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Achoo! One Medical Expert’s Tips for a Healthy Workplace

Healthy Workplace: Businessman sneezing

It’s that time of year: The holidays are over. The kids are back in school. Work is churning up new projects. Like it or not, those photos of beach sunsets you snapped just a few weeks ago are now relegated to your screensaver.

Coming off of the holiday highs, January can be a hard time to get back into the swing of things—especially when the sun is scarce and temperatures linger below freezing.

Combine gloomy weather with work stress and well-traveled germs, and staying healthy can be a challenge for the most health-conscious of colleagues. Meanwhile, getting sick would mean a whole host of new headaches: delayed deadlines, growing desk piles, lost wages or spent sick days.

Workplace Tip: Side-step the sick days

While you can’t control the climate, you—and your employer—can take measures to protect your health. In fact, says James Conway, MD, professor in the Department of Pediatrics at the University of Wisconsin School of Medicine and Public Health (SMPH), it’s in your employer’s best interest to do so.

“To me it’s a no-brainer that you invest in people staying healthy,” says Conway, a specialist in disease transmission and prevention who heads the SMPH’s Division of Pediatric Infectious Diseases fellowship training program. “Not only do you have some obligation to protect the people who are there, it’s best for your bottom line.”

  1. Keep it clean

If you haven’t already, now is the time for employers to post signs that encourage hand washing and coughing etiquette (yes, that’s a thing). “People will do the right thing if you make it easy for them,” Conway says.

Stock reception areas and restrooms with tissues and alcohol-based hand gels. Supply offices with disinfectant wipes for shared keyboards, counters and printers. Set out “no touch” wastebaskets for used tissues and paper towels.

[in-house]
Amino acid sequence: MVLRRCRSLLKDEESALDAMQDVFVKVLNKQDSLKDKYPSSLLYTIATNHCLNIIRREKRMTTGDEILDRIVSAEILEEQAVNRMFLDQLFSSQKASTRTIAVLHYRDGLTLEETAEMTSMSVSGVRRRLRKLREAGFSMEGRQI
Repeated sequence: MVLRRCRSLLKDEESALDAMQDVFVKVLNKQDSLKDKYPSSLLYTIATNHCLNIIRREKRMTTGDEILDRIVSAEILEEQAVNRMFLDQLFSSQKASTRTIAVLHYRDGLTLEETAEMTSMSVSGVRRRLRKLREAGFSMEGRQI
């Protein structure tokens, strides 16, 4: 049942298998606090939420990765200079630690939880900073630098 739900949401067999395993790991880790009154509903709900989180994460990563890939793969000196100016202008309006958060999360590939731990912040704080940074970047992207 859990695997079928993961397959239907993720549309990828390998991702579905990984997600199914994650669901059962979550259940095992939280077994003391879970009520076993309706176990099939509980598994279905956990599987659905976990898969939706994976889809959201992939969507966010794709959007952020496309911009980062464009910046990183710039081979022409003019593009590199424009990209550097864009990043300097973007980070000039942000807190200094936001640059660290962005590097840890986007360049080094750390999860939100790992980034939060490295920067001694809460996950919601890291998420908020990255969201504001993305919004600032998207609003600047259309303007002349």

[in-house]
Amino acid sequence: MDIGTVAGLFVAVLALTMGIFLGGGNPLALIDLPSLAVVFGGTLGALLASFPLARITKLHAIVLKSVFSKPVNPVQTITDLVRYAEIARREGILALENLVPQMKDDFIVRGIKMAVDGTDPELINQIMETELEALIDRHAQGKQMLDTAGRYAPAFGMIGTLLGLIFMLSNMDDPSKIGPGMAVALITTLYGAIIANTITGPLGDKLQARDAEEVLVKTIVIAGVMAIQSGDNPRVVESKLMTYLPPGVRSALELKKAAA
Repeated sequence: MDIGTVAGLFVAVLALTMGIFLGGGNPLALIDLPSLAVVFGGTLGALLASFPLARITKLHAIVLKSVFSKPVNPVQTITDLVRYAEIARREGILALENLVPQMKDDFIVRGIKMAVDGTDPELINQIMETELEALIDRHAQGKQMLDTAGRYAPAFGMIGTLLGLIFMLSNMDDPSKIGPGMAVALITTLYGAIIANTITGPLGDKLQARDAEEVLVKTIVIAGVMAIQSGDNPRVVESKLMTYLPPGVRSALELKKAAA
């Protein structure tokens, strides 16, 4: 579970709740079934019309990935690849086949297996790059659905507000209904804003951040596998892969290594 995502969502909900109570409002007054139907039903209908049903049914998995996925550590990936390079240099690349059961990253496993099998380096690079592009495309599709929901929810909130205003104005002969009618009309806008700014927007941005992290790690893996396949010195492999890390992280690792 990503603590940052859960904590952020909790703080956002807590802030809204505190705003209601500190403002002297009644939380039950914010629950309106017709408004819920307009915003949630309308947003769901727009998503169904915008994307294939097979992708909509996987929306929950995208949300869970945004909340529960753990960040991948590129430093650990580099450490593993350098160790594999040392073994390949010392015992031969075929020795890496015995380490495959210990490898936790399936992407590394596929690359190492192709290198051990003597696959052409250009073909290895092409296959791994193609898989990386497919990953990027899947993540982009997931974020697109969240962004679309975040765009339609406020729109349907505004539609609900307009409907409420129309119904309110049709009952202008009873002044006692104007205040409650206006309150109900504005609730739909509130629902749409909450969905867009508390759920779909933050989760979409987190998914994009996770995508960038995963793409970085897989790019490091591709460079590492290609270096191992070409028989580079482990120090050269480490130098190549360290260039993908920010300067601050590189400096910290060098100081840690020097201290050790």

To protect yourself, make good use of those alcohol-based hand gels and avoid touching your mouth, nose and eyes. Disinfect your own work area with wipes, and avoid shared workstations when possible.

Conway warns that some diseases like C. difficile and Norovirus are resistant to hand gel and are only eliminated with a good handwashing. But for the most part even medical professionals rely largely on the gel. “I’m a big fan of it,” he says.

  1. Get vaccinated

It is “absolutely not” too late to get this year’s flu vaccination, Conway says. In fact, the Centers for Disease Control and Prevention’s most recent surveillance report indicates that influenza-like illnesses are actually on the rise in many states. “We expect that it’s going to keep going this way for at least the next couple of months.” What’s more, this year’s primary circulating strain can be particularly virulent.

The good news is that this year’s vaccine is a particularly good match and most health insurance will cover vaccination costs. See if your employer will consider scheduling an onsite vaccination clinic.

“For anyone who waited, it’s still a good idea,” Conway says.

  1. Stay home

If you do find yourself under the weather, know how to recognize flu and cold symptoms and stay home.

In the case of contagion, employers should be the first to encourage your absence. Ask human resources to explore flexible leave policies that allow you to work remotely or at least not be penalized for calling in sick.

  1. Invest in vitamins

Conway says, most people would still benefit from taking vitamins. “People who are really good about eating all the things on the food pyramid probably don’t need [vitamins],” he says. “But in this crazy, hectic rat-race of a world, most people don’t have time to eat a well-rounded diet at least on a reliable basis.”

Look for a multivitamin that includes minerals like zinc and selenium. And never take massive doses of fat soluble vitamins like A, D, E and K.

  1. Sleep it off

When all else fails, call it a day. Really: The amount you sleep directly affects your brain function and immune system. While you can’t sleep away the entire winter, you can try to wind down at the same time each night and avoid scheduling early morning meetings—at least until your alarm goes off with the sun again.

 

“If we all lived in our own little bubbles we wouldn’t have to worry as much,” Conway says. “But if you are going to foster a group setting you do have some obligation and responsibility both to protect the people who are there and to help them stay healthy.”

And why wouldn’t you? “It’s a win-win that you get happy, healthy employees who are able to do things,” Conway reasons. “And then you don’t need to worry so much about sick leave policies.”

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